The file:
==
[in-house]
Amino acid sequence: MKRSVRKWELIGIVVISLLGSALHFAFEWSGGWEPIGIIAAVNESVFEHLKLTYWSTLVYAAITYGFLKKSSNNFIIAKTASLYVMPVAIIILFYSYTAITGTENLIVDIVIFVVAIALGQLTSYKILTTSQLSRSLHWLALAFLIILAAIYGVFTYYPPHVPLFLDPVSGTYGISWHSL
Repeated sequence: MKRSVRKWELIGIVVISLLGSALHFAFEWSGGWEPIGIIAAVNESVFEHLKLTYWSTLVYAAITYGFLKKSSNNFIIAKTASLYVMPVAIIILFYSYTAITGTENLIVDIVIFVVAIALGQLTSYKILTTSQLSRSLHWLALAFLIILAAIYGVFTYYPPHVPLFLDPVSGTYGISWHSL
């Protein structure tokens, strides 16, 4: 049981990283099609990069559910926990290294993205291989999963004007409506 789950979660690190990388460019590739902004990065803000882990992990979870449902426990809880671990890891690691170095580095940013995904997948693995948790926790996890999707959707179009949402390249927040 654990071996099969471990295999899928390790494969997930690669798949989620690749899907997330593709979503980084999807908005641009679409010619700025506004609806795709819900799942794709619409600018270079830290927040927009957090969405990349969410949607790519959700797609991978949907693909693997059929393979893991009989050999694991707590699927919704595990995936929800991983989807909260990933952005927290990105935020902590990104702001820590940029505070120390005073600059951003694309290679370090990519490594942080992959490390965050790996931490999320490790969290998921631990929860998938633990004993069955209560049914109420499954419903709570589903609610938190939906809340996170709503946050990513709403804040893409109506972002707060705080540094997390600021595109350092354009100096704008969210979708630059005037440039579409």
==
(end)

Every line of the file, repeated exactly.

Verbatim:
[in-house]
Amino acid sequence: MKRSVRKWELIGIVVISLLGSALHFAFEWSGGWEPIGIIAAVNESVFEHLKLTYWSTLVYAAITYGFLKKSSNNFIIAKTASLYVMPVAIIILFYSYTAITGTENLIVDIVIFVVAIALGQLTSYKILTTSQLSRSLHWLALAFLIILAAIYGVFTYYPPHVPLFLDPVSGTYGISWHSL
Repeated sequence: MKRSVRKWELIGIVVISLLGSALHFAFEWSGGWEPIGIIAAVNESVFEHLKLTYWSTLVYAAITYGFLKKSSNNFIIAKTASLYVMPVAIIILFYSYTAITGTENLIVDIVIFVVAIALGQLTSYKILTTSQLSRSLHWLALAFLIILAAIYGVFTYYPPHVPLFLDPVSGTYGISWHSL
């Protein structure tokens, strides 16, 4: 049981990283099609990069559910926990290294993205291989999963004007409506 789950979660690190990388460019590739902004990065803000882990992990979870449902426990809880671990890891690691170095580095940013995904997948693995948790926790996890999707959707179009949402390249927040 654990071996099969471990295999899928390790494969997930690669798949989620690749899907997330593709979503980084999807908005641009679409010619700025506004609806795709819900799942794709619409600018270079830290927040927009957090969405990349969410949607790519959700797609991978949907693909693997059929393979893991009989050999694991707590699927919704595990995936929800991983989807909260990933952005927290990105935020902590990104702001820590940029505070120390005073600059951003694309290679370090990519490594942080992959490390965050790996931490999320490790969290998921631990929860998938633990004993069955209560049914109420499954419903709570589903609610938190939906809340996170709503946050990513709403804040893409109506972002707060705080540094997390600021595109350092354009100096704008969210979708630059005037440039579409």